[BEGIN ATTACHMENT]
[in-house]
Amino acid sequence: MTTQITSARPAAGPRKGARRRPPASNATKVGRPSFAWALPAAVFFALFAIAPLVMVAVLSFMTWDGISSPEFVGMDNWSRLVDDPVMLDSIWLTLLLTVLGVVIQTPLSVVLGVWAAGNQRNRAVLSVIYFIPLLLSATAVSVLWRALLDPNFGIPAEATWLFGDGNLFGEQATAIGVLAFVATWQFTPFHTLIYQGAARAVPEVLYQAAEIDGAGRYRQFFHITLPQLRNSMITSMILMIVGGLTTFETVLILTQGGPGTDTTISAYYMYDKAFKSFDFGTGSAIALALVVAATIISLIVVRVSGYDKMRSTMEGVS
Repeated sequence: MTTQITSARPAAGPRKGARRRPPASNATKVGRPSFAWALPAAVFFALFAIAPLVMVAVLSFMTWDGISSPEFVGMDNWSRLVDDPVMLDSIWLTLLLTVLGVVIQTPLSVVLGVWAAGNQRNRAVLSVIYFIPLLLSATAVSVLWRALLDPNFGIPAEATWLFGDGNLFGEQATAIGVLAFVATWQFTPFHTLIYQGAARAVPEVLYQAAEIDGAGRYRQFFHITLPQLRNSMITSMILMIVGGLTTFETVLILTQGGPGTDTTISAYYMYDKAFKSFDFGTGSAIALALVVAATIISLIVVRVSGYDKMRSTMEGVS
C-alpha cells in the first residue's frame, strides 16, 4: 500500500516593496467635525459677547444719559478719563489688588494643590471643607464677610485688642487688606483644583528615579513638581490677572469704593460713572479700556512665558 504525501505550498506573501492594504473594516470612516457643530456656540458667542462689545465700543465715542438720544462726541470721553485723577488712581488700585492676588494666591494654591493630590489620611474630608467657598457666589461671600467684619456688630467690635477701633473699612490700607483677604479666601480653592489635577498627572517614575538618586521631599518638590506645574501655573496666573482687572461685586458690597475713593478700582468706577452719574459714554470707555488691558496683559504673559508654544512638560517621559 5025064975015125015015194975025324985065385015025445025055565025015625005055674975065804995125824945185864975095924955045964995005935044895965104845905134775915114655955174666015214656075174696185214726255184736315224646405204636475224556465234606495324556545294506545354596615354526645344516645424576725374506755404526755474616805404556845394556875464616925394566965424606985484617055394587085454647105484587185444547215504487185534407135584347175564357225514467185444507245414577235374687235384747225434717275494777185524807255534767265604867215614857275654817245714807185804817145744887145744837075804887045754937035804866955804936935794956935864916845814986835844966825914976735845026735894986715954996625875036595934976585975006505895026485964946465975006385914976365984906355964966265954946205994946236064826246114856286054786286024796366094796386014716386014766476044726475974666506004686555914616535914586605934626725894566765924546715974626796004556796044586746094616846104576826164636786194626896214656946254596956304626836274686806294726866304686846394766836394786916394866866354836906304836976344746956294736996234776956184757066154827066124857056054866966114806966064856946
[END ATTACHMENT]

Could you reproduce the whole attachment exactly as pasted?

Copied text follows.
[in-house]
Amino acid sequence: MTTQITSARPAAGPRKGARRRPPASNATKVGRPSFAWALPAAVFFALFAIAPLVMVAVLSFMTWDGISSPEFVGMDNWSRLVDDPVMLDSIWLTLLLTVLGVVIQTPLSVVLGVWAAGNQRNRAVLSVIYFIPLLLSATAVSVLWRALLDPNFGIPAEATWLFGDGNLFGEQATAIGVLAFVATWQFTPFHTLIYQGAARAVPEVLYQAAEIDGAGRYRQFFHITLPQLRNSMITSMILMIVGGLTTFETVLILTQGGPGTDTTISAYYMYDKAFKSFDFGTGSAIALALVVAATIISLIVVRVSGYDKMRSTMEGVS
Repeated sequence: MTTQITSARPAAGPRKGARRRPPASNATKVGRPSFAWALPAAVFFALFAIAPLVMVAVLSFMTWDGISSPEFVGMDNWSRLVDDPVMLDSIWLTLLLTVLGVVIQTPLSVVLGVWAAGNQRNRAVLSVIYFIPLLLSATAVSVLWRALLDPNFGIPAEATWLFGDGNLFGEQATAIGVLAFVATWQFTPFHTLIYQGAARAVPEVLYQAAEIDGAGRYRQFFHITLPQLRNSMITSMILMIVGGLTTFETVLILTQGGPGTDTTISAYYMYDKAFKSFDFGTGSAIALALVVAATIISLIVVRVSGYDKMRSTMEGVS
C-alpha cells in the first residue's frame, strides 16, 4: 500500500516593496467635525459677547444719559478719563489688588494643590471643607464677610485688642487688606483644583528615579513638581490677572469704593460713572479700556512665558 504525501505550498506573501492594504473594516470612516457643530456656540458667542462689545465700543465715542438720544462726541470721553485723577488712581488700585492676588494666591494654591493630590489620611474630608467657598457666589461671600467684619456688630467690635477701633473699612490700607483677604479666601480653592489635577498627572517614575538618586521631599518638590506645574501655573496666573482687572461685586458690597475713593478700582468706577452719574459714554470707555488691558496683559504673559508654544512638560517621559 5025064975015125015015194975025324985065385015025445025055565025015625005055674975065804995125824945185864975095924955045964995005935044895965104845905134775915114655955174666015214656075174696185214726255184736315224646405204636475224556465234606495324556545294506545354596615354526645344516645424576725374506755404526755474616805404556845394556875464616925394566965424606985484617055394587085454647105484587185444547215504487185534407135584347175564357225514467185444507245414577235374687235384747225434717275494777185524807255534767265604867215614857275654817245714807185804817145744887145744837075804887045754937035804866955804936935794956935864916845814986835844966825914976735845026735894986715954996625875036595934976585975006505895026485964946465975006385914976365984906355964966265954946205994946236064826246114856286054786286024796366094796386014716386014766476044726475974666506004686555914616535914586605934626725894566765924546715974626796004556796044586746094616846104576826164636786194626896214656946254596956304626836274686806294726866304686846394766836394786916394866866354836906304836976344746956294736996234776956184757066154827066124857056054866966114806966064856946